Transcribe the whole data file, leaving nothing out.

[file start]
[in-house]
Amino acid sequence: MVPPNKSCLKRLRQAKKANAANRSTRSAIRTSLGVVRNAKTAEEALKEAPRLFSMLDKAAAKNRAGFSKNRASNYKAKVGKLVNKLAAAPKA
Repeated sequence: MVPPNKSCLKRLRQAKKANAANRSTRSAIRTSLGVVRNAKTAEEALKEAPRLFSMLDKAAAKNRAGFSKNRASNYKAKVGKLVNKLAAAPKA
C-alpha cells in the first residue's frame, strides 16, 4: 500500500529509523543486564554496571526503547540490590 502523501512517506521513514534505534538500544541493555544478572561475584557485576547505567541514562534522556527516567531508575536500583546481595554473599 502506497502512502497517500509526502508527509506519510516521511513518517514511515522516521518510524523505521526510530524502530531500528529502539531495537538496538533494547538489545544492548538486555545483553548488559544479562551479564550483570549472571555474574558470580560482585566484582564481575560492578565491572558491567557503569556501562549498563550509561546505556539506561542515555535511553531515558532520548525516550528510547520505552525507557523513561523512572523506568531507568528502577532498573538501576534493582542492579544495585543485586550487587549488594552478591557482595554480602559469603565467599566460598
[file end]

[in-house]
Amino acid sequence: MVPPNKSCLKRLRQAKKANAANRSTRSAIRTSLGVVRNAKTAEEALKEAPRLFSMLDKAAAKNRAGFSKNRASNYKAKVGKLVNKLAAAPKA
Repeated sequence: MVPPNKSCLKRLRQAKKANAANRSTRSAIRTSLGVVRNAKTAEEALKEAPRLFSMLDKAAAKNRAGFSKNRASNYKAKVGKLVNKLAAAPKA
C-alpha cells in the first residue's frame, strides 16, 4: 500500500529509523543486564554496571526503547540490590 502523501512517506521513514534505534538500544541493555544478572561475584557485576547505567541514562534522556527516567531508575536500583546481595554473599 502506497502512502497517500509526502508527509506519510516521511513518517514511515522516521518510524523505521526510530524502530531500528529502539531495537538496538533494547538489545544492548538486555545483553548488559544479562551479564550483570549472571555474574558470580560482585566484582564481575560492578565491572558491567557503569556501562549498563550509561546505556539506561542515555535511553531515558532520548525516550528510547520505552525507557523513561523512572523506568531507568528502577532498573538501576534493582542492579544495585543485586550487587549488594552478591557482595554480602559469603565467599566460598